# Console Application Customization - GetBootstrap v2.8.6.19

It's been a long time since my last post. I decided to continue this little project and tried to debug the GetBootstrap v2.7. I found out that the progress bar that I create is not working properly when the size of console buffer is changes. so I decide to rewrite it again.

Below, the progress task is to rewrite itself from the last call of ProgressBar.Write() and Increment() its value. I also use thread lock to prevent other Console.Write() to overlap each other. Is there any better way to improve this code? By the way, you can download the source code in GetBootstrap v2.8.6.19 to have a better view.

### ProgressBar.cs

namespace System.Extensions
{
public class ProgressBar
{
private int _cwidth;
private int _cheight;
private int _csrtop;
private int _csrleft;
private int _progwidth;
private int _value = 0;
private int _maxvalue;
private float _width = 50;
private bool _showPercent = true;
private bool _showSeparator = true;

public int Value { get => _value; set => _value = value; }
public int MaxValue { get => _maxvalue; set => _maxvalue = value; }

public float Width
{
get => _width; set
{
if (value > 100)
{
throw new ArgumentOutOfRangeException("Width must not greater than to 100");
}
else if (value < 0)
{
throw new ArgumentOutOfRangeException("Width must not less than to 0");
}
_width = value;
}
}

public ConsoleColor BackgroundColor { get; set; } = ConsoleColor.Gray;
public ConsoleColor ProgressColor { get; set; } = ConsoleColor.Cyan;
public ConsoleColor SeparatorColor { get; set; } = ConsoleColor.Gray;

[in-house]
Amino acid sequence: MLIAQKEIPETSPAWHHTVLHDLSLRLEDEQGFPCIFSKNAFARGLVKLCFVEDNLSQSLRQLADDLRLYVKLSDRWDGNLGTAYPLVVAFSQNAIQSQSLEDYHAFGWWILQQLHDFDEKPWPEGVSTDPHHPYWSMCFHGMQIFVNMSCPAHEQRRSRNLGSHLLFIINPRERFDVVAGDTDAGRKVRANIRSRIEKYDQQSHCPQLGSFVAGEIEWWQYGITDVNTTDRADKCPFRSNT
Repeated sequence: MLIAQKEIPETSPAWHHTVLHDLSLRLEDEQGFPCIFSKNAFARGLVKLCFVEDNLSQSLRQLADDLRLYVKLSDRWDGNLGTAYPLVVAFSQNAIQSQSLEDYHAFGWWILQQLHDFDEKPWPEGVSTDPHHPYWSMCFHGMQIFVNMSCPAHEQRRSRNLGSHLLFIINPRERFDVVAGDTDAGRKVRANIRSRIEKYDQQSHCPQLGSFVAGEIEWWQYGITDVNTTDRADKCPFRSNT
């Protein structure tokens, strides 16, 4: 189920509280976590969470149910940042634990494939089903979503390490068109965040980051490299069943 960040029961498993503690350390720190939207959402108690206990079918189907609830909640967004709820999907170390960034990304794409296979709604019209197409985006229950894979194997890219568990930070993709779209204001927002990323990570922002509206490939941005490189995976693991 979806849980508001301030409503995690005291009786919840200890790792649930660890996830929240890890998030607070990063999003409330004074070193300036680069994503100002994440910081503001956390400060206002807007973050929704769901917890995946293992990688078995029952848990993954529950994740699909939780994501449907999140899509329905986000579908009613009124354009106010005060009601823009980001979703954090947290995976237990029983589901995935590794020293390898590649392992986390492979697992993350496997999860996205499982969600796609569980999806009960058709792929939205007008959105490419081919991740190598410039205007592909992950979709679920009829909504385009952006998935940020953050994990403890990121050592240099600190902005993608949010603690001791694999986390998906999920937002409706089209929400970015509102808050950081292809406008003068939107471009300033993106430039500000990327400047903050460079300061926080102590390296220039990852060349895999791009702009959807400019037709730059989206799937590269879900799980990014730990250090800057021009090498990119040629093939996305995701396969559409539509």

public bool ShowPercent { get => _showPercent; set => _showPercent = value; }
public bool ShowSeparator { get => _showSeparator; set => _showSeparator = value; }

public ProgressBar(int maxValue = 100)
{
_maxvalue = maxValue;
}

public void Write()
{
_cwidth = (int)(((Console.BufferWidth - (_showPercent ? 7 : 0)) / 100f) * _width);
_cheight = Console.BufferHeight;
_csrtop = Console.CursorTop;
_csrleft = Console.CursorLeft;

_progwidth = 0;
for (int i = 0; i < _cwidth - _csrleft; i++)
{
Console.BackgroundColor = BackgroundColor;
Console.ForegroundColor = SeparatorColor;
Console.Write(_showSeparator ? "_" : " ");
_progwidth++;
}
}

public void WriteLine()
{
Write();
Console.WriteLine();
}

public void Increment(int increment = 1)
{
{
_value += increment;
if (_value <= _maxvalue)
{
int _cursortop = Console.CursorTop;
int _cursorleft = Console.CursorLeft;

Console.CursorTop = _csrtop;
Console.CursorLeft = _csrleft;
Console.BackgroundColor = ProgressColor;

float progress = (_value / (float)_maxvalue) * 100f;
float pbwidth = (_progwidth / 100f) * progress;
for (int i = 0; i < pbwidth; i++)
{
Console.ForegroundColor = SeparatorColor;
Console.Write(_showSeparator ? "_" : " ");
}
Console.ResetColor();

if (_showPercent)
{
Console.CursorLeft = _cwidth;